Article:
Such scenes eventually faded. “Arcade games stopped feeling novel and cool,” Hawkins says. “Gaming became the domain of the nerds. I was one of them, and so were my childhood friends.” 

Pong for the home didn’t turn up until 1975 as a battery-operated unit sold exclusively at Sears for $79. Eventually, rival clones emerged.

Home Pong consisted of a box with a speaker, left and right player control dials, a game start button and an on-off switch. It was connected via cable to a separate switch box that in turn was hooked up to the antenna terminals of a TV through twin lead wires.

From these rudimentary beginnings — and through numerous ups and downs — the video game business grew to be ginormous. North of 3 billion people now play video games around the world.

In 2021, about two-thirds of adults ages 55 to 64 worldwide who use the internet played video games, according to London-based GWI market research. 

“Early games were a lot of fun because they were creative. But as the power of computers went on, the developers could do a lot more with things like graphics and sound and color,” Cantrall says.

The myriad ways people played evolved, too. According to Bushnell, Atari’s own cartridge-based Video Computer System (VCS), or Atari 2600, console sold about 30 million units compared to around half a million Pongs in its heyday.

“Pong was important, but I think the VCS … was much more impactful,” he says. Atari competitors included companies such as Coleco and Mattel.

Bushnell, who also founded the Chuck E. Cheese pizza restaurant chain, ended up selling Atari in 1976 to what was then Warner Communications.

Through the years, hard-core gamers might purchase expensive “gaming rig” computers, while the masses eventually gravitated toward popular Sony PlayStation, Nintendo and Microsoft Xbox video game consoles. And like everything else, game play eventually went mobile. Legions of people now play games on their smartphones, something Bushnell couldn’t have fathomed 50 years ago.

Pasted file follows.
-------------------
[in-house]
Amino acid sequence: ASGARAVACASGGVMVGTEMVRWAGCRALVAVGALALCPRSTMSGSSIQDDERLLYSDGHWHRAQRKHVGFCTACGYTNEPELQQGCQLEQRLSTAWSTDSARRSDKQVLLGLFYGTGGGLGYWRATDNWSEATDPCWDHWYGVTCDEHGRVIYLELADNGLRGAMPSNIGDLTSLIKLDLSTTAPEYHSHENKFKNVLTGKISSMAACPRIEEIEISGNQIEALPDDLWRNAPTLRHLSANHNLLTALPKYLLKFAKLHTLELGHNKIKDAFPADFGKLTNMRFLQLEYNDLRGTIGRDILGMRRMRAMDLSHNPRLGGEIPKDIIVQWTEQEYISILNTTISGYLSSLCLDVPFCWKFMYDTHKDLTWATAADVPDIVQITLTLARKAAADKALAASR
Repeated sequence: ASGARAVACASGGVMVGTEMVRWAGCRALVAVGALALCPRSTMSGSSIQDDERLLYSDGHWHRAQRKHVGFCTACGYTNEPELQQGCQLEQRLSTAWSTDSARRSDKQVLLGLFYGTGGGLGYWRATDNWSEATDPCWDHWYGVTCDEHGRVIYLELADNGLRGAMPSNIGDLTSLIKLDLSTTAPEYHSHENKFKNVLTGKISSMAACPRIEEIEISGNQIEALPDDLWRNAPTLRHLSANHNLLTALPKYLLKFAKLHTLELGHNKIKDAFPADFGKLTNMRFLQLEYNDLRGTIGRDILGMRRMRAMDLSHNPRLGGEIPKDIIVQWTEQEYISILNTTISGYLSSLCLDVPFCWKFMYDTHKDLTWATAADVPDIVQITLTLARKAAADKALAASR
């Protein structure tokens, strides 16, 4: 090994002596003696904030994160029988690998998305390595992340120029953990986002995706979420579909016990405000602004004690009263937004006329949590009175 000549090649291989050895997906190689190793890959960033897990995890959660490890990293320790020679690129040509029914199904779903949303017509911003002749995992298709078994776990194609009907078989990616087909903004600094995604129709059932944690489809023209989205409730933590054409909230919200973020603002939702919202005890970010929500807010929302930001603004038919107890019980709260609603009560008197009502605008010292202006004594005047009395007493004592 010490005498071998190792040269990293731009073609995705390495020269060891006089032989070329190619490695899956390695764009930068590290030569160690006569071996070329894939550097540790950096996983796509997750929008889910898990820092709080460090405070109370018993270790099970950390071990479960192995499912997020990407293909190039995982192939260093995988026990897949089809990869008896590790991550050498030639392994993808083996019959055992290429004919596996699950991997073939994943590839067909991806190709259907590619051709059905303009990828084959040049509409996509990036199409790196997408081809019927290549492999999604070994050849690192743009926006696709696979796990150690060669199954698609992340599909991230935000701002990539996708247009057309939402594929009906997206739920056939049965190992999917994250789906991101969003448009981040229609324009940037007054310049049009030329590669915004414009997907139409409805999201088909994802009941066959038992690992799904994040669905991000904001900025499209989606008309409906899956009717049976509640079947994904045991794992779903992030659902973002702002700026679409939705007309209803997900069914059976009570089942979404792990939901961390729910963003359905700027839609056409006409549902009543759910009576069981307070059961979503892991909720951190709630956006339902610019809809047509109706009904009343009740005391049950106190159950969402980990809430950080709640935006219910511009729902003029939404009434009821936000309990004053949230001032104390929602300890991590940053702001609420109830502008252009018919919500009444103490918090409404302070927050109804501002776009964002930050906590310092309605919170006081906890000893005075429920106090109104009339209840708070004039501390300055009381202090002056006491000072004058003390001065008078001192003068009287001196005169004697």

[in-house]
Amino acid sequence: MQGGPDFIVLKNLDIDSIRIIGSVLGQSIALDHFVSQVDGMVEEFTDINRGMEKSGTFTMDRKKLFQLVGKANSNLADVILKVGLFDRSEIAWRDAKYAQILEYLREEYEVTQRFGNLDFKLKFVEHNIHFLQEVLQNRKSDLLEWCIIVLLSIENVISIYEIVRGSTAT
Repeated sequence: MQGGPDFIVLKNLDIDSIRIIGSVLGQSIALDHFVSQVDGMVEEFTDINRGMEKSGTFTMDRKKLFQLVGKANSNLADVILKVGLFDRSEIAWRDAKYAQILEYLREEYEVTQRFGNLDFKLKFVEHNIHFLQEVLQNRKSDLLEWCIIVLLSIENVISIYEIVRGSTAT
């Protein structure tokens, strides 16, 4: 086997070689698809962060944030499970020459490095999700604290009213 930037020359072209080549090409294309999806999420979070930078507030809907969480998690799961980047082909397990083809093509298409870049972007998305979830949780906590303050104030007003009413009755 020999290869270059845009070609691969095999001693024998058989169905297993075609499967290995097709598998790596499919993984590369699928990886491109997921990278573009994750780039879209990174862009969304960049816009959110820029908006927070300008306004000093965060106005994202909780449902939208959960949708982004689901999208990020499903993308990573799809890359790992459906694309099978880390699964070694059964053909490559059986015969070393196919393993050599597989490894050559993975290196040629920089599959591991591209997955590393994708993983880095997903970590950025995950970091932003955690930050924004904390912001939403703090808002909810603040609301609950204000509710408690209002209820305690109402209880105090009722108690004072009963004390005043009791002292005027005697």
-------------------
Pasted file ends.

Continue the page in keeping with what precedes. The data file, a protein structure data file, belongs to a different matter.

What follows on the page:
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“The whole idea that you were going to be able to carry this screen computer in your pocket just didn’t occur to me,” he says.

Why older gamers like to play

Throughout history, video games have mainly been the province of youth. But some players who cut their teeth in the Pong era are still at it these days, either because they never retired their joysticks, a twinge of nostalgia brought them back or they wish to connect with their kids or grandkids.

According to a recent AARP online survey of Americans 50 and older, half of grandparents play video games at least once a month, though 80 percent play solo despite their intention to spend time playing with family. Even so, they turn to the grandkids as their primary source of information on new games.

Septuagenarian Swedish grandmother Inger Grotteblad says she gets the rock star treatment from her grandkids’ friends because of her alter ego as Trigger Finger, a member of Sweden’s Silver Sniper professional esports team. The team, sponsored by Lenovo, competes in Counter-Strike: Global Offensive (CS:GO), a first-person shooter game from U.S. developer Valve in which players assume the role of either terrorists or counterterrorists and the object is to plant or defuse bombs.

As of February, a little more than 3 in 10 digital gamers in the United States were baby boomers, according to the Insider Intelligence market research firm. Nearly half are older than 55.

Gamers of all ages play to unwind, but 82 percent of those 51 to 65 in the U.S. and Canada do so mainly to relax, according to Newzoo gaming industry research firm. That’s a higher percentage than among younger players.

Gamers cite other motivations:

  • 69 percent play to fill time.
  • 46 percent play to achieve the highest score possible.
  • 41 percent play to “use careful thinking and planning to overcome challenges.” ​
spinner image people playing pong
Visitors play the retro game Pong on Aug. 21, 2019, at the video games trade fair Gamescom in Cologne, Germany.
Ina Fassbender/AFP

Interaction relieves stress, exercises the mind

Indeed, some see video games as an outlet for relieving stress and remaining sharp mentally.

“I can tell you this: The older population should be playing video games,” Bushnell says. “Your brain is like a muscle, and you’re either exercising it or it atrophies.”

Folks interested in retro gaming still prize Pong and other games from a bygone era, and new versions of old consoles are available now. It’s certainly a sign of the times that you can play various app versions of Pong on iPhones and Android devices.

Bushnell says he hasn’t discovered a good one yet. “The real problem is Pong plays best with a knob, and there are no knobs on your cellphone,” he says

But he recommends the phone as an on-ramp for older adults looking to get into gaming. Bushnell is fond of puzzle games and says he’s addicted to one called Water Sort Puzzle, available free with in-app purchases in Apple’s App Store and Google Play. He also bought a Nintendo Switch but concedes, “some of the games don’t match my level of patience.”

After 50 years, Bushnell still plays Pong in his house, though he acknowledges his reaction times aren’t what they once were. Asked if he’s any good at it, Bushnell emphatically answers, “No.”